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Take Five for Faith Podcast No. 5 — Call and Response

Take a Break for Faith Podcast Transcript

Take Five for Faith monthly meditation podcast – Call and Response.

Welcome to your Take Five Monthly Meditation. This month our theme is “Call and Response.” We often struggle to find our way in the world, unsure of which path to take or what “God’s will” might be for us. Is God calling me to a certain life path, and if so, how can I discern that call?

We’ll start with a story to help us settle in. It comes from a friend:

When I was 12 years old, my class went on an overnight retreat run by monks. Caught up in the emotion and religious fervor of the moment, we each prayed, “Please, Lord, help me to spread your word.”

At the time I didn’t know what I meant by the prayer or where it would lead me. Years later, I realized that my prayer brought me to my work as a Catholic publisher, helping others in their efforts to spread the word.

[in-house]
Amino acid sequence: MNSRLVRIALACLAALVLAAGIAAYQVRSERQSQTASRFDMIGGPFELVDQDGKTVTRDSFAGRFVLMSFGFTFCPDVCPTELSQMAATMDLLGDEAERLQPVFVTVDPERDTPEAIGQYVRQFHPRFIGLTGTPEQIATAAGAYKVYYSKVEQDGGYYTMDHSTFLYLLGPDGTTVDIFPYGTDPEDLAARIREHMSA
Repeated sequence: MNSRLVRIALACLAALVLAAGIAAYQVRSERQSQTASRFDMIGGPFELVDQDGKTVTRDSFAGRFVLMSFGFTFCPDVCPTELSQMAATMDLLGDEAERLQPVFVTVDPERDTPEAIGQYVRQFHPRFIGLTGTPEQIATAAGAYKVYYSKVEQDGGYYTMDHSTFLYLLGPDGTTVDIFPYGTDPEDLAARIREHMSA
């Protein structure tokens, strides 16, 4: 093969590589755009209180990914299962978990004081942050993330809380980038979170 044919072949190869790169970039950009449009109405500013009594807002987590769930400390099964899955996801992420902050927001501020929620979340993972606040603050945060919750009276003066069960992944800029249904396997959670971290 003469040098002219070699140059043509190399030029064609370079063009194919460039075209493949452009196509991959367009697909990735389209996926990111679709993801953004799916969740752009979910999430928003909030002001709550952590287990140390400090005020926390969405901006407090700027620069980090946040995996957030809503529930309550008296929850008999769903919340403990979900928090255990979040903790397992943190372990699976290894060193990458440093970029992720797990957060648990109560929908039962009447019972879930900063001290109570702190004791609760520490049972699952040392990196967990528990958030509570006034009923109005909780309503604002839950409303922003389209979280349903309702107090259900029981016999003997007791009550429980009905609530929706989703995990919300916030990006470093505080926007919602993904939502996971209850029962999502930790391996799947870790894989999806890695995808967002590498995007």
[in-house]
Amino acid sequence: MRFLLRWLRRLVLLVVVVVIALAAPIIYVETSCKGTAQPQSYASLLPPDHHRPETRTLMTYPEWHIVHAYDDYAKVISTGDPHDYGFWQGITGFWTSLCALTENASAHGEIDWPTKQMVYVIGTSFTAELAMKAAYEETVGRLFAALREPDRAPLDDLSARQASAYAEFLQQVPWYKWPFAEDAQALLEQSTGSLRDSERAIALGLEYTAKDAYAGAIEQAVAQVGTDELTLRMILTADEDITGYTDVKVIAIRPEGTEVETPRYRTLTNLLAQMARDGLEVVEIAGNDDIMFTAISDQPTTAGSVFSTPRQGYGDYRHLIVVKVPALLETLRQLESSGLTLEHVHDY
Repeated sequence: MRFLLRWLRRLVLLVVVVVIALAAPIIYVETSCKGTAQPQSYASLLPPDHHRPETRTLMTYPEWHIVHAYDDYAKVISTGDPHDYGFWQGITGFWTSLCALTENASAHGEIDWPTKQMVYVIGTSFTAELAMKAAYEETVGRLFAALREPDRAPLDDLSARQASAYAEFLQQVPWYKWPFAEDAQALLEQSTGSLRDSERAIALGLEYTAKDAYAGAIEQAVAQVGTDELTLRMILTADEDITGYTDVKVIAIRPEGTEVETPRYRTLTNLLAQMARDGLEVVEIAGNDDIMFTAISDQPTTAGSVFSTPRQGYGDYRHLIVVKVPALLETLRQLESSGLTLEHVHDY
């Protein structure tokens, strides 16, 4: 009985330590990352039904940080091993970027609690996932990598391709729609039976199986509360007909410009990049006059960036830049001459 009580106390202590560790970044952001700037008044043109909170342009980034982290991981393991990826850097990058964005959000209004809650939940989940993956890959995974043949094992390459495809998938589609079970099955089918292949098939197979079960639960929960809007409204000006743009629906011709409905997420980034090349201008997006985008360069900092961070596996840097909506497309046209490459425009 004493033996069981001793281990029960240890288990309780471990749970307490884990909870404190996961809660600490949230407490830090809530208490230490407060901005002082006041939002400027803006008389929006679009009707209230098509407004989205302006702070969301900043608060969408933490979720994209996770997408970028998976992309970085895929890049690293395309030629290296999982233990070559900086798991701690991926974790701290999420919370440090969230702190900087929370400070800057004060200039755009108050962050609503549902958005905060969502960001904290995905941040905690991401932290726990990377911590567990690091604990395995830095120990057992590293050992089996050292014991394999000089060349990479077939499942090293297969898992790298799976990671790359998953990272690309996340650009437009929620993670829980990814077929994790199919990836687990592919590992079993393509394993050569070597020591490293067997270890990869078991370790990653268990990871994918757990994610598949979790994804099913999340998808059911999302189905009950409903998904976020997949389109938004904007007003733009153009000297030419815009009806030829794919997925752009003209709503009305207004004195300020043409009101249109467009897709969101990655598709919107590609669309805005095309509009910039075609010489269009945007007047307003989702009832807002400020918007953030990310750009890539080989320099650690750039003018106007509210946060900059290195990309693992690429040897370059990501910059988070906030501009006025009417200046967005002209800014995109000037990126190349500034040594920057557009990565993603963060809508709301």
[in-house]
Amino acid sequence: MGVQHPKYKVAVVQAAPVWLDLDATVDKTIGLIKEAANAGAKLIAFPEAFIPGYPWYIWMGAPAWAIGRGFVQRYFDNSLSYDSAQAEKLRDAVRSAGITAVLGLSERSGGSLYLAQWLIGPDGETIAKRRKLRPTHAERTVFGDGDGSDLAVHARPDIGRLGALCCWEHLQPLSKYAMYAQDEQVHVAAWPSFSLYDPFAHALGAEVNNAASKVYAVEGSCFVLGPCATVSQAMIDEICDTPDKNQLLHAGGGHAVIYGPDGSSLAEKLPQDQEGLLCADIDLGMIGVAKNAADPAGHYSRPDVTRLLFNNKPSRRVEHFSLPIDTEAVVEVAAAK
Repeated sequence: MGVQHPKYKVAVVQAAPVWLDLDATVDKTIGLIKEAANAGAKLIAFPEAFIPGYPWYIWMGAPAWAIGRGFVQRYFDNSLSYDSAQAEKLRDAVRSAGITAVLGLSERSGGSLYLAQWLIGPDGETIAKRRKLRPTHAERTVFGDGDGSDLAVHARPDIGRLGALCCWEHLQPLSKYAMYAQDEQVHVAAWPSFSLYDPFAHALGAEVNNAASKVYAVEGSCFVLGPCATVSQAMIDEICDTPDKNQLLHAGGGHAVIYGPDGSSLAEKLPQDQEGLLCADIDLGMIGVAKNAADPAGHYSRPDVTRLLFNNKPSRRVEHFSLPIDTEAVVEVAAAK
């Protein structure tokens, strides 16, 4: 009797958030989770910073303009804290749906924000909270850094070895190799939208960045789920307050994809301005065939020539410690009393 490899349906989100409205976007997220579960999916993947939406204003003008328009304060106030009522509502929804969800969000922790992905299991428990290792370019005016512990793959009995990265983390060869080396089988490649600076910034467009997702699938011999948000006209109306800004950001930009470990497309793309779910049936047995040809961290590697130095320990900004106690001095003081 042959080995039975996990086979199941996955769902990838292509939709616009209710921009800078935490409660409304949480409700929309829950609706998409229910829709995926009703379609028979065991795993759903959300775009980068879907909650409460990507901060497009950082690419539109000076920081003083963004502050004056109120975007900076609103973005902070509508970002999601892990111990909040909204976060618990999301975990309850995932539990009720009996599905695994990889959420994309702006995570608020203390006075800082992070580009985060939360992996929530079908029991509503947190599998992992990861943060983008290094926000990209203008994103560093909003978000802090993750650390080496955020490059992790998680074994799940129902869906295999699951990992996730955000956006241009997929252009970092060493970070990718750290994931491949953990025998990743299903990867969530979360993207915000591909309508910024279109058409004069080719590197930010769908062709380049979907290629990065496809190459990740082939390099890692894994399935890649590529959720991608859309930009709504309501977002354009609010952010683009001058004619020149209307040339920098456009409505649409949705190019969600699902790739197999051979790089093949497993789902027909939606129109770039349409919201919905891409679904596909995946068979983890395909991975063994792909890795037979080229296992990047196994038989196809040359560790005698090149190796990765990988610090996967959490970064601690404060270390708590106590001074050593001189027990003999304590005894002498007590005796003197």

That’s the beauty of Jesus’ call. Rather than assign specific jobs to each of us, Jesus accompanies us on our journey and shows us how our desired vocation can serve the realm of God. As one biblical commentator put it: “He invites carpenters to build his temple, physicians to heal immortal souls, merchants to invest in pearls of great price,” and fishers to become fishers of souls in service to God. As we grow in faith, our daily work doesn’t necessarily change but our intention and purpose can grow. Like Spirit-filled eighth-graders and Jesus’ first disciples, we can strive to spread God’s loving message in all that we do.

Let’s move more deeply into our theme with a reflection on the biblical roots of God’s call in our lives. The notion of God’s call is not marginal to Scripture but fundamental to the Bible’s understanding of our relationship to God. Recall those encounters by the Sea of Galilee in the opening chapters of Mark’s and Matthew’s gospels. Fishermen Simon and Andrew casting their nets in the sea; James, son of Zebedee, and John his brother, sitting in their boat mending their nets—they have no idea what is about to happen to them, something that will change their lives forever.

Jesus, walking by the seashore, calls to them, “Come, follow me and I will make you fish for people.” They drop their nets and leave everything behind to follow him.